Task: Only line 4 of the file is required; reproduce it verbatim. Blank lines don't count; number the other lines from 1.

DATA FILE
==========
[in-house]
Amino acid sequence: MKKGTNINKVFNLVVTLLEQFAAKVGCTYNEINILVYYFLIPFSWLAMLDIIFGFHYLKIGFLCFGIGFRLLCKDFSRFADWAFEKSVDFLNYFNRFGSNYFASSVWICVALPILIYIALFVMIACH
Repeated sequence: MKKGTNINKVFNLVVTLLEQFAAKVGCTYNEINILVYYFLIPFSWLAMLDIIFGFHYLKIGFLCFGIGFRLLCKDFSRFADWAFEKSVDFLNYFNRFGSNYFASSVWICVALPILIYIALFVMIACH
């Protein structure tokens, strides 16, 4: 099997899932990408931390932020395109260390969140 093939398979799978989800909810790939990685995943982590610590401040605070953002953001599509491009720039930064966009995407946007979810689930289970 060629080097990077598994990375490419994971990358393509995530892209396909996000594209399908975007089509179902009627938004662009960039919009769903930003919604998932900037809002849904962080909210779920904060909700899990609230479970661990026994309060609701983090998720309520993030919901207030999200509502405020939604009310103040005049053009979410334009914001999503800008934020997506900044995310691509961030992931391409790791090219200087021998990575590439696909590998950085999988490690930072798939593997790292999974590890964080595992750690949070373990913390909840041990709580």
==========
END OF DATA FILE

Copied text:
């Protein structure tokens, strides 16, 4: 099997899932990408931390932020395109260390969140 093939398979799978989800909810790939990685995943982590610590401040605070953002953001599509491009720039930064966009995407946007979810689930289970 060629080097990077598994990375490419994971990358393509995530892209396909996000594209399908975007089509179902009627938004662009960039919009769903930003919604998932900037809002849904962080909210779920904060909700899990609230479970661990026994309060609701983090998720309520993030919901207030999200509502405020939604009310103040005049053009979410334009914001999503800008934020997506900044995310691509961030992931391409790791090219200087021998990575590439696909590998950085999988490690930072798939593997790292999974590890964080595992750690949070373990913390909840041990709580």